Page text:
Voice chat in online gaming

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Voice chat is an informal term for telecommunication via voice over IP technologies—especially when those technologies are used among players in multiplayer online games.

Players might use either a VoIP engine system that is built into the game, or a separate program.

Video game consoles[edit]

In 2000, SegaNet released the first voice-chat-compatible browser for the Dreamcast. Internet services such as YahooChat! worked on the Java compatible web browsers with the ability of voicechat with the microphone, although it was already available for use in its HTML servers. This browser web integration became a standard in future game consoles.

Long-distance telephone programs such as Dreamcall were already integrated within the browser. Other games such as Seaman and Alien Front Online included voicechat via the microphone. In 2001, Sony released the Network adapter for their PlayStation 2 video game console, which allowed voice chatting with a headset. In 2002, Microsoft launched the Xbox Live service, which supports voice chatting[1] through a headset bundled with the Xbox 360 premium package and the official starter kit. In 2005, Nintendo launched the Nintendo Wi-Fi Connection, an online multiplayer service for both the Nintendo DS and for the Wii. Metroid Prime Hunters, which was released in March 2006, was the first game that allowed voice chatting through the Nintendo DS's microphone.[citation needed] Nintendo also released a Nintendo DS headset for voice chat alongside the release of Pokémon Diamond and Pearl (2006).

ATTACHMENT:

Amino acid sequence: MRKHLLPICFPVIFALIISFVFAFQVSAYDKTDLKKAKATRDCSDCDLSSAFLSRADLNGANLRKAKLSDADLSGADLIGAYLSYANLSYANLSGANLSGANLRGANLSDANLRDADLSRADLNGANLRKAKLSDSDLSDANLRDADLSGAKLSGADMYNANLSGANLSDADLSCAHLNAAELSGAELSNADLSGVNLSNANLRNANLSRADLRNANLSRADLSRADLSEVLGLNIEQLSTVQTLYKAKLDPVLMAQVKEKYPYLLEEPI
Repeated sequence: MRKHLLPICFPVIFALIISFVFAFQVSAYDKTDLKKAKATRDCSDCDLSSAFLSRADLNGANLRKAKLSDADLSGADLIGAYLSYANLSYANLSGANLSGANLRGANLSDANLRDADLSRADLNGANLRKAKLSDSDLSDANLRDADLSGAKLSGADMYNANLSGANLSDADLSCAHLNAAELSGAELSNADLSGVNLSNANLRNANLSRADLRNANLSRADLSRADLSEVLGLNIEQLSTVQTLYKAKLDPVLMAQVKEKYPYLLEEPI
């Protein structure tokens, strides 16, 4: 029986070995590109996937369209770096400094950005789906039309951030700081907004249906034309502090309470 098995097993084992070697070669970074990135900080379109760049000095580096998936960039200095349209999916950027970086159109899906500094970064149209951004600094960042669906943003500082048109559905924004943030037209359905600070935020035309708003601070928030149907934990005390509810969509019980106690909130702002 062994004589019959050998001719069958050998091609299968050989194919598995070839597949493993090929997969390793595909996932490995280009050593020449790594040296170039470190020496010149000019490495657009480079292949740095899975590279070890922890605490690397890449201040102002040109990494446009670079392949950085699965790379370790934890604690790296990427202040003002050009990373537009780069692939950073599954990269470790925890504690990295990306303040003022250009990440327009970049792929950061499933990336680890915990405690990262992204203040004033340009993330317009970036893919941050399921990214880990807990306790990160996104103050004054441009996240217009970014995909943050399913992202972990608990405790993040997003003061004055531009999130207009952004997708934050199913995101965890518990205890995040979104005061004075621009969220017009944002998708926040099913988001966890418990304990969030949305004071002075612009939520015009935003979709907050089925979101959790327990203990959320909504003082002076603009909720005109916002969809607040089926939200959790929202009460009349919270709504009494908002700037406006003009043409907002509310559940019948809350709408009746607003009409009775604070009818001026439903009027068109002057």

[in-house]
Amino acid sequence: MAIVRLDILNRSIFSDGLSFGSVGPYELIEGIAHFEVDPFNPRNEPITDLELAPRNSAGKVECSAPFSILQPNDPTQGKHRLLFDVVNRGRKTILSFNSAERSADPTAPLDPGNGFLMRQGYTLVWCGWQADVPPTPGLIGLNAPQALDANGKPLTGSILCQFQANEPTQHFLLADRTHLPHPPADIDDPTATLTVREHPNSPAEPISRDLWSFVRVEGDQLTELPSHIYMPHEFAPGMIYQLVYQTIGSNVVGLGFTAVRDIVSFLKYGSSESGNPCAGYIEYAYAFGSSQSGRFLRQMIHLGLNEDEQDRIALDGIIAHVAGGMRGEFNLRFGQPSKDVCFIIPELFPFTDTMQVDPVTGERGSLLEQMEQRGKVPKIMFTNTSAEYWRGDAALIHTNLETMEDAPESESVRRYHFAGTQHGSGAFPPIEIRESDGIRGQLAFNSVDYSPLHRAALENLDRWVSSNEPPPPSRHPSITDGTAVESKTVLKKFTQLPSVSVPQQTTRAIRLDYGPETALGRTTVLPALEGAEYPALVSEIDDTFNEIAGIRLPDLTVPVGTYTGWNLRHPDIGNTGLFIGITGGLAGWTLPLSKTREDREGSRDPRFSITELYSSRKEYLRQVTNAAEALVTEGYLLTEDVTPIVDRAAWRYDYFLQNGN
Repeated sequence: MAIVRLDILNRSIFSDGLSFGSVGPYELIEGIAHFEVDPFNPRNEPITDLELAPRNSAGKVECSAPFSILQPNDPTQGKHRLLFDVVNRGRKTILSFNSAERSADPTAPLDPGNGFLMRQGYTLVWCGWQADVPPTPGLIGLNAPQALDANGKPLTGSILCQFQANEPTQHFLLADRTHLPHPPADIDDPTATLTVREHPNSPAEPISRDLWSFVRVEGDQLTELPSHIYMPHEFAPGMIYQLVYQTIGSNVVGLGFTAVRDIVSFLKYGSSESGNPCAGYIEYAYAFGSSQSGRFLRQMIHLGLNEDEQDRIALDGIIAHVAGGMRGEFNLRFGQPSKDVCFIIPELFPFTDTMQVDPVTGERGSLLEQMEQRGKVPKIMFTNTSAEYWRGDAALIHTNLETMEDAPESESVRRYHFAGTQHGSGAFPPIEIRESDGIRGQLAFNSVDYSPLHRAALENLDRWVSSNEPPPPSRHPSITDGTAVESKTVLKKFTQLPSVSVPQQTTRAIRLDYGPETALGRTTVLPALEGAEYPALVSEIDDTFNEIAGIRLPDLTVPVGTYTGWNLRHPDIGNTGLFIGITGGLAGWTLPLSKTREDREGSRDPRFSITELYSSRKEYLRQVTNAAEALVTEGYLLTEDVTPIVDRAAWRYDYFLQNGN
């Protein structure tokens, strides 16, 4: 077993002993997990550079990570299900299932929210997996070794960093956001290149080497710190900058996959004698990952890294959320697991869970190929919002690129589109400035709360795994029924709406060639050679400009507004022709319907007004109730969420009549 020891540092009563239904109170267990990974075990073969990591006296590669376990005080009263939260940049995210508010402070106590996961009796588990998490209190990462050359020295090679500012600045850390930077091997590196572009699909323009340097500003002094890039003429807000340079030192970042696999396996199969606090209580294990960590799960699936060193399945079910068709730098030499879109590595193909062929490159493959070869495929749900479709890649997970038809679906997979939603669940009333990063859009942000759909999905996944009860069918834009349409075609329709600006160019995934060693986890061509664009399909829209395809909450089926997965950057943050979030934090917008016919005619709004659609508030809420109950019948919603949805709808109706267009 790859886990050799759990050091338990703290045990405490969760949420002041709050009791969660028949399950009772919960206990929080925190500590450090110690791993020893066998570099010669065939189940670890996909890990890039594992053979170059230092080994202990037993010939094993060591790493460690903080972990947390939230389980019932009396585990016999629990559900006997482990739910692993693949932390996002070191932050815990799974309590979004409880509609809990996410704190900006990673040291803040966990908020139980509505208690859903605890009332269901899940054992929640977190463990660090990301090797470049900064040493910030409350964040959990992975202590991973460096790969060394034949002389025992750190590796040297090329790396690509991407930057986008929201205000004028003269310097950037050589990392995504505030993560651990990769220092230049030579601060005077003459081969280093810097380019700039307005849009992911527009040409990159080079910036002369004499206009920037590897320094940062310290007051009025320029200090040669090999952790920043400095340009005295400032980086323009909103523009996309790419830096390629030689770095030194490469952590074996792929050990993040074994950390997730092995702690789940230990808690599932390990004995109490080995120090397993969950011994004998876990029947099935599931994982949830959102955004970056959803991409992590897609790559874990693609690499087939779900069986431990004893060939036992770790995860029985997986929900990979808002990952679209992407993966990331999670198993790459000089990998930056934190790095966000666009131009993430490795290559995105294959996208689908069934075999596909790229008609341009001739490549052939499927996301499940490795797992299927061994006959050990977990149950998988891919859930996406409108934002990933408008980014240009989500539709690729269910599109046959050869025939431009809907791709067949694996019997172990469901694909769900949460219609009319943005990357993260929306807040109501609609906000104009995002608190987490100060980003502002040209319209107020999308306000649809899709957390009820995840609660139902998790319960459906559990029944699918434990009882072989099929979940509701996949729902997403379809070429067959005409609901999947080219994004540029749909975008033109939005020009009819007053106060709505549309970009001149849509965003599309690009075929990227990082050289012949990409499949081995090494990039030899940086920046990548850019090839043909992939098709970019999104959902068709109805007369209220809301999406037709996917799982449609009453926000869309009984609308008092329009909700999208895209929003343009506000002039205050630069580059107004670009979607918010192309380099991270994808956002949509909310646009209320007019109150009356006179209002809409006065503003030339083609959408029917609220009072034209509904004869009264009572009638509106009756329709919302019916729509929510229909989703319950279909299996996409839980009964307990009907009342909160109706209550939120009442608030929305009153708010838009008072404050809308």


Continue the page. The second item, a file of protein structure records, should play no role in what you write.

See also[edit]

References[edit]

  1. ^ Loguidice, Bill; Barton, Matt (2014). "Microsoft Xbox (2001)". Vintage Game Consoles: An Inside Look at Apple, Atari, Commodore, Nintendo, and the Greatest Gaming Platforms of All Time. Focal Press. p. 305. ISBN 978-0-203-72831-4. OCLC 874011835. Retrieved 2017-05-28 – via Google Books.